top of page

"Eric Goletz shines on trombone"

Review by Dee Dee McNeil

Thanks to Dee Dee McNeil of Musical Memoirs for her review of Eric Goletz's latest album, "Standard-ized!," to be released on February 10th.

ERIC GOLETZ – “STANDARD-IZED!” – Cap Records Eric Goletz, trombone/arranger/piano. SPECIAL GUESTS: Don Braden, soprano saxophone; LaJuan Carter, vocals. THE BAND: Henry Heinitsh, guitar; Jim Ridl, piano; Brian Glassman, acoustic & electric bass/contra bass; Marco Panascia, electric bass; Steve Johns, drums; Joe Mowatt, percussion. THE STRINGS: Robin Zeh & Paul Woodiel, violins; Michael Roth & David Gold, violas; Sarah Hewitt-Roth, cello.

This ensemble opens with the familiar jazz standard, “Now’s the Time” a Charlie Parker classic. The arrangement is hip and swings hard, featuring Don Braden on soprano saxophone. This is an album of standards arranged by trombonist and featured artist, Eric Goletz. Jim Ridl is outstanding on piano throughout, and he shows off his creativity and dexterity on “Just in Time.” The tune “Caravan” is arranged as a sexy, slow ballad rather than the speedy, up-temp approach of many bands. On this tune, Eric Goletz shines on trombone.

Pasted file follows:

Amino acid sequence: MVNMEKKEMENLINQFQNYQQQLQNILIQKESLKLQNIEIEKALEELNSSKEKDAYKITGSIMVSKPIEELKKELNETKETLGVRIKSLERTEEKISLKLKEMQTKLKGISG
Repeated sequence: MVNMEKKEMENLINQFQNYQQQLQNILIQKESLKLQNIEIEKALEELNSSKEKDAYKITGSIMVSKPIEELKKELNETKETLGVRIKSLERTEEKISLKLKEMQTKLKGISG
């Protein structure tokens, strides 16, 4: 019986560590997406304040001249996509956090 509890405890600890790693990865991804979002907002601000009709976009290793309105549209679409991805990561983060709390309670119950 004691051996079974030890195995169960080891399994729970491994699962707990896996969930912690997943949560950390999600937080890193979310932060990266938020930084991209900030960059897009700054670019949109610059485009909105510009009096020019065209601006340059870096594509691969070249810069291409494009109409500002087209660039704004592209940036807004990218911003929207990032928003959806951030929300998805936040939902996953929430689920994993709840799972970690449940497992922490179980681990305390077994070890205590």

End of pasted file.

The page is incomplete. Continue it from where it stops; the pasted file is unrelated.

Goletz has a thirty-year career as a studio musician. He’s a native of Denver, Colorado, but has been based in New York City for many years. His father was a pianist and a lover of big bands. Young Goletz studied classical guitar, piano and music theory starting at age six. By age fourteen, Eric had fallen madly in love with the trombone and was certain music would be his career path.

Surrounded by a number of excellent musicians, Goletz presents standard jazz songs we know and love, arranged and inspired by his vivid creativity. You will hear his jazzy take on pop songs like “Windmills of Your Mind” and Stevie Wonder’s “Overjoyed,” where Eric Goletz plays piano and trombone. Some of my favorites on this album are “Nutville” and the R&B tinted vocals of LaJuan Carter sparkle on “Nature Boy.” His vocals are unique and powerfully delivered, with strings sprucing things up in the background. I enjoyed the “Train Shuffle” and the jazz waltz arrangement on “Jungle Juice.” Brian Glassman opens with the Horace Silver composition, “Mayreh” featuring a slow swing walking bass, but the arrangement soon doubles the tempo and speeds ahead, buoyed by the busy drum sticks of Steve Johns. This quickly becomes one of my favorites, with all the bebop flair, fire, and groove that I love!

bottom of page